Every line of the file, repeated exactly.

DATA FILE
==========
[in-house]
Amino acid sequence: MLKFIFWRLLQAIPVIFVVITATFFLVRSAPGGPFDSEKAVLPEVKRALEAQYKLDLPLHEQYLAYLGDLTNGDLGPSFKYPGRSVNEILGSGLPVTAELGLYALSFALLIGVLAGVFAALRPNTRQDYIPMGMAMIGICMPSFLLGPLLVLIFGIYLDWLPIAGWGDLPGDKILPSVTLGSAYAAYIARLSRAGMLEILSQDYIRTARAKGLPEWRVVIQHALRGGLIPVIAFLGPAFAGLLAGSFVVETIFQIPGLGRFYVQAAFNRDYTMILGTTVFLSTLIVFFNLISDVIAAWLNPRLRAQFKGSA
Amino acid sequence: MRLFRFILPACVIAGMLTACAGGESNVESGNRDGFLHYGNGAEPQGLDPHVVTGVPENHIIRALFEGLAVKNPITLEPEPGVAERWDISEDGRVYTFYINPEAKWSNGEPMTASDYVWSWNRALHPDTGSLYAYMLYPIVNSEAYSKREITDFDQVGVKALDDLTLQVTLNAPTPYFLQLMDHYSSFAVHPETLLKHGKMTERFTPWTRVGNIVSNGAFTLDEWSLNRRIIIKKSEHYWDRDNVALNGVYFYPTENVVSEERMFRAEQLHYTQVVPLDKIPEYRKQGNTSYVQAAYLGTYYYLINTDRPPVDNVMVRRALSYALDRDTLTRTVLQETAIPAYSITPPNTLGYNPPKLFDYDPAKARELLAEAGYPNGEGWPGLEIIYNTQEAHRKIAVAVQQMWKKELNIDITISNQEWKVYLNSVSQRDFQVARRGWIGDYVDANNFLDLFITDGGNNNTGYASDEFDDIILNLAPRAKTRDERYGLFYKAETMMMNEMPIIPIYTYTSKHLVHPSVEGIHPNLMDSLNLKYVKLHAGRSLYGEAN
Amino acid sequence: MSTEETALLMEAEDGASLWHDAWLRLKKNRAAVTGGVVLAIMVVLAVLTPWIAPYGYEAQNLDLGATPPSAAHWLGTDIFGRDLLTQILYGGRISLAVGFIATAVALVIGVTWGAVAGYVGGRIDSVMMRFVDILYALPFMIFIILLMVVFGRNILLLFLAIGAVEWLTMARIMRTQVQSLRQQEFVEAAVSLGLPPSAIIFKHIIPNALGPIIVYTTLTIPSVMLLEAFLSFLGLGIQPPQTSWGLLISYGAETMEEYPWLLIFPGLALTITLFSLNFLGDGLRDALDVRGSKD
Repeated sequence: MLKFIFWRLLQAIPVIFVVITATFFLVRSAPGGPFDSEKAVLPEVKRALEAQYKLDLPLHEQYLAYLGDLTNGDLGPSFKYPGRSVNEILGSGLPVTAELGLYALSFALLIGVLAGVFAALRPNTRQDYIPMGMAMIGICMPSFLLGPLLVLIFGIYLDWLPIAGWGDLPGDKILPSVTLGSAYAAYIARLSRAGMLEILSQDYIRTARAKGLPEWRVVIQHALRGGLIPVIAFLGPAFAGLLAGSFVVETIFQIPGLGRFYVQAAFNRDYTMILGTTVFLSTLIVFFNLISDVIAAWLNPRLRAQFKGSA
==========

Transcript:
[in-house]
Amino acid sequence: MLKFIFWRLLQAIPVIFVVITATFFLVRSAPGGPFDSEKAVLPEVKRALEAQYKLDLPLHEQYLAYLGDLTNGDLGPSFKYPGRSVNEILGSGLPVTAELGLYALSFALLIGVLAGVFAALRPNTRQDYIPMGMAMIGICMPSFLLGPLLVLIFGIYLDWLPIAGWGDLPGDKILPSVTLGSAYAAYIARLSRAGMLEILSQDYIRTARAKGLPEWRVVIQHALRGGLIPVIAFLGPAFAGLLAGSFVVETIFQIPGLGRFYVQAAFNRDYTMILGTTVFLSTLIVFFNLISDVIAAWLNPRLRAQFKGSA
Amino acid sequence: MRLFRFILPACVIAGMLTACAGGESNVESGNRDGFLHYGNGAEPQGLDPHVVTGVPENHIIRALFEGLAVKNPITLEPEPGVAERWDISEDGRVYTFYINPEAKWSNGEPMTASDYVWSWNRALHPDTGSLYAYMLYPIVNSEAYSKREITDFDQVGVKALDDLTLQVTLNAPTPYFLQLMDHYSSFAVHPETLLKHGKMTERFTPWTRVGNIVSNGAFTLDEWSLNRRIIIKKSEHYWDRDNVALNGVYFYPTENVVSEERMFRAEQLHYTQVVPLDKIPEYRKQGNTSYVQAAYLGTYYYLINTDRPPVDNVMVRRALSYALDRDTLTRTVLQETAIPAYSITPPNTLGYNPPKLFDYDPAKARELLAEAGYPNGEGWPGLEIIYNTQEAHRKIAVAVQQMWKKELNIDITISNQEWKVYLNSVSQRDFQVARRGWIGDYVDANNFLDLFITDGGNNNTGYASDEFDDIILNLAPRAKTRDERYGLFYKAETMMMNEMPIIPIYTYTSKHLVHPSVEGIHPNLMDSLNLKYVKLHAGRSLYGEAN
Amino acid sequence: MSTEETALLMEAEDGASLWHDAWLRLKKNRAAVTGGVVLAIMVVLAVLTPWIAPYGYEAQNLDLGATPPSAAHWLGTDIFGRDLLTQILYGGRISLAVGFIATAVALVIGVTWGAVAGYVGGRIDSVMMRFVDILYALPFMIFIILLMVVFGRNILLLFLAIGAVEWLTMARIMRTQVQSLRQQEFVEAAVSLGLPPSAIIFKHIIPNALGPIIVYTTLTIPSVMLLEAFLSFLGLGIQPPQTSWGLLISYGAETMEEYPWLLIFPGLALTITLFSLNFLGDGLRDALDVRGSKD
Repeated sequence: MLKFIFWRLLQAIPVIFVVITATFFLVRSAPGGPFDSEKAVLPEVKRALEAQYKLDLPLHEQYLAYLGDLTNGDLGPSFKYPGRSVNEILGSGLPVTAELGLYALSFALLIGVLAGVFAALRPNTRQDYIPMGMAMIGICMPSFLLGPLLVLIFGIYLDWLPIAGWGDLPGDKILPSVTLGSAYAAYIARLSRAGMLEILSQDYIRTARAKGLPEWRVVIQHALRGGLIPVIAFLGPAFAGLLAGSFVVETIFQIPGLGRFYVQAAFNRDYTMILGTTVFLSTLIVFFNLISDVIAAWLNPRLRAQFKGSA